Hi, my wife (age: 67) has been having leg pain after walking short distances for about two years. The pain would start in the left calf after about 5 minutes and would stop after a short rest. In May, 2000 she had an aorta and bilateral common iliac artery ultrasound test performed which showed Bilateral SFA Disease. In June, 2000 an abdominal aortagram was performed that found a 40% stenosis in the distal left external iliac artery. Her vascular surgeon said that this was relatively mild and was probably not be the cause of her problem. He suspected "false claudication" caused by a spinal problem and referred her to an orthopedist.
After, testing, physical therapy and a MRI of the lumbar spine, spinal stenosis was ruled out. As part of this testing effort she pushed a grocery cart (which changed the spinal curvature and removed the weight of her arms from the spine, this usually provides some relief for spinal stenosis, at this time it had no effect.
In February of this year, she had a balloon angioplasty to open the left iliac artery. During this procedure they also found a mild stenosis in the abdominal aorta , which was thought not to be a problem. Immediately after this procedure, she had pain in both calf's after about 3 minutes of walking and complains of a "heaviness" in her legs whenever she walks.
Another ultrasound test was performed. This test showed very strong pulses at rest, but a brachial index of about 0.52 after exercise. In March, they went in and performed a balloon angioplasty on the aorta. This had no effect on the leg pains, still both calf's after 3 minutes. Another ultrasound was performed which showed a brachial index of 0.56, post exercise. They also did an MRA of the abdominal and thoracic aorta to rule out any other source for her vascular pressure gradient.
After the angioplasties, she has been able to walk, pushing a shopping cart, for more than a half hour with no pain. If she removes her hands from the cart, the pains start within seconds. At this point her vascular surgeon and radiologists were at a loss and thought that the problem was spinal and sent her back to the orthopedist. He examined the new MRI's of both the lumbar and cervical spine and found no cause for her problem. He suggested that she see a neurologist.
Can you suggest any causes, further testing or where to seek help.
This is an unusual case and I can see why her doctors are scratching their heads. My gut feeling is that this is still a vascular problem. The most accurate test for vascular blockages is called an intravascular ultrasound (IVUS). This may turn up a significant blockage that can be fixed. If she would like to be seen at the Cleveland Clinic I would recommend Dr. Jay Yadav. He is board certified in both intravascular interventions and neurology. So if this is a neurological problem he may have some insight into that. You can make an appointment with him by calling the number below. Be sure to bring copies of all her records and the actual films from the vascular lab.
Your wife sounds like me - only I haven't had any of the surgeries. I have extensive peripheral atherosclerosis throughout my whole body. The legs - particularly my right one - started giving me trouble with extreme heaviness, pain, ache about 6 years ago. My legs seemed to have oxygen deprivation - like I had climbed 12 stories or ran a mile. I ran through the same diagnoses and tests that your wife seems to be going through with no diagnosis. Then, I had a heart catheterization (clear) and had one of those collegen plugs they use after surgery. Mistake. Within a couple of days, I had lost blood flow to my foot (It was white and numb.), could not lift my lower leg or extend my foot, had bad pain in my thigh and calf. It was bad. (My cardiologist says this rarely happens but it has with other patients of my physique - thin and small). The docs said sciatica.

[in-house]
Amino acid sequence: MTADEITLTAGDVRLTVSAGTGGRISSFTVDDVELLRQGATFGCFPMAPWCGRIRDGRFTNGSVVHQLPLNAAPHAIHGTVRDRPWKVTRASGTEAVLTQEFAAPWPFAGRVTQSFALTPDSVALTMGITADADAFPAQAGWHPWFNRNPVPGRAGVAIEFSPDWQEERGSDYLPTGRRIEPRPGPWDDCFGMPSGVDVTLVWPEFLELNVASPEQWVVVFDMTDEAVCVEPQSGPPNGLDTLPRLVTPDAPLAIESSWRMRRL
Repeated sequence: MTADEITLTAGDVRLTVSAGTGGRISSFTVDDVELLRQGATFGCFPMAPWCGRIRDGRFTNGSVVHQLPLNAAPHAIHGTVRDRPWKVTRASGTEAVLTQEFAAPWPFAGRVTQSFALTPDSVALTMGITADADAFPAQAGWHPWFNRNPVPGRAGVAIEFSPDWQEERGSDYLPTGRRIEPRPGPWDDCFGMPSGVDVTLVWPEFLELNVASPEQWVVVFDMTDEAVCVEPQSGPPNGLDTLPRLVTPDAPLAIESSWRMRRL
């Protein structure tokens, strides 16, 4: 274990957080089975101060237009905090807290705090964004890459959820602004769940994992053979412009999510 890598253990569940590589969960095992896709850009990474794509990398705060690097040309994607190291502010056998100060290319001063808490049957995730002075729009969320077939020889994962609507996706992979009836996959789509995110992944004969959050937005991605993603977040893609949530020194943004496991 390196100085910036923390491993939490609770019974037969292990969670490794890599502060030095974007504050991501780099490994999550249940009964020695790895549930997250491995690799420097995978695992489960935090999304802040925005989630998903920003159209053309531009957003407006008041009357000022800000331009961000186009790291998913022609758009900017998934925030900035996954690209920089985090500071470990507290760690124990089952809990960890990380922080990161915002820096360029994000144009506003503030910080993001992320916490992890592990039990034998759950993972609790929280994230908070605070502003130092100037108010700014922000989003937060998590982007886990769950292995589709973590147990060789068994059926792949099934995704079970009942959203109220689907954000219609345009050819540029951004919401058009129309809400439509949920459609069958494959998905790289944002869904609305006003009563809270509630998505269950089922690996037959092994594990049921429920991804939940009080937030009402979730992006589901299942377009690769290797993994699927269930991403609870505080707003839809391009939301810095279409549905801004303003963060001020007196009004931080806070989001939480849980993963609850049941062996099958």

I finally convinced them to do a vascular study (the one with the blood pressure cuffs at thigh, calf, ankle, toe)and they found the problem - I wasn't getting "any" blood to my foot. In the mean time, I took some physical therapy for the "sciatica" - which was good because it straightened out my walking. I was using all the wrong muscles because I was "straight legging it" with my bad leg for years. Eventually, over time, the "all the time" pain resolved. I still have difficulty with stairs and hills. There are times when I can't walk across the house without feeling the heaviness and ache in my leg. Sometimes both legs, now. But, I've pretty much worked myself up to several hundred feet without feeling it. Sometimes I am able to walk a mile with only minimal discomfort. Sometimes it is much shorter.
I am convinced that continuing to walk despite the pain/discomfort has helped in the long run. (Sometimes these days, I can even run a short distance.) My vascular doc was very surprised to see that, even without surgery, my blood flow in my leg has improved over time. Where before it was considered "severe," it is now considered "moderately-severe" and the numbers in the thigh and calf are much better.
It was interesting about the grocery cart test. I've always done much better when walking behind a cart but didn't realize it until you mentioned it. Interesting.
By the way, I am 50 and am on a bunch of blood pressure meds for an unrelated problem and Plavix (works like aspirin) if that helps you.
I'm wishing you good luck. I don't stop in here all that often but if you make any progress, I sure would like to hear. I hope my experiences, while not identical, will assure you that you have company.
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